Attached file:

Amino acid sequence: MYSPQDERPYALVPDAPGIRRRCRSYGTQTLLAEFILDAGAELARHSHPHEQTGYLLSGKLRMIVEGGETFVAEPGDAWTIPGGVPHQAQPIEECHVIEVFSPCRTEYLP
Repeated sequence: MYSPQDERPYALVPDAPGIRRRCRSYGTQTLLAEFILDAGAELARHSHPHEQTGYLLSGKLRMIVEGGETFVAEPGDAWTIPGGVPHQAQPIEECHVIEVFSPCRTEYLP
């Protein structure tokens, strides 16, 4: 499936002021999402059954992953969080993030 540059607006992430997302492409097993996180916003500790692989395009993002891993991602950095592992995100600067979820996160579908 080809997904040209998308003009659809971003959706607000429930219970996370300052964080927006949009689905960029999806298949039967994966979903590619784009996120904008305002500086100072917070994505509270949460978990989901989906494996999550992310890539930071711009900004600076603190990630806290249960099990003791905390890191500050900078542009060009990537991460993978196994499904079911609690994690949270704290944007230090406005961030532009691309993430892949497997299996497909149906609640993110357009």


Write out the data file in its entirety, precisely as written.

Amino acid sequence: MYSPQDERPYALVPDAPGIRRRCRSYGTQTLLAEFILDAGAELARHSHPHEQTGYLLSGKLRMIVEGGETFVAEPGDAWTIPGGVPHQAQPIEECHVIEVFSPCRTEYLP
Repeated sequence: MYSPQDERPYALVPDAPGIRRRCRSYGTQTLLAEFILDAGAELARHSHPHEQTGYLLSGKLRMIVEGGETFVAEPGDAWTIPGGVPHQAQPIEECHVIEVFSPCRTEYLP
């Protein structure tokens, strides 16, 4: 499936002021999402059954992953969080993030 540059607006992430997302492409097993996180916003500790692989395009993002891993991602950095592992995100600067979820996160579908 080809997904040209998308003009659809971003959706607000429930219970996370300052964080927006949009689905960029999806298949039967994966979903590619784009996120904008305002500086100072917070994505509270949460978990989901989906494996999550992310890539930071711009900004600076603190990630806290249960099990003791905390890191500050900078542009060009990537991460993978196994499904079911609690994690949270704290944007230090406005961030532009691309993430892949497997299996497909149906609640993110357009």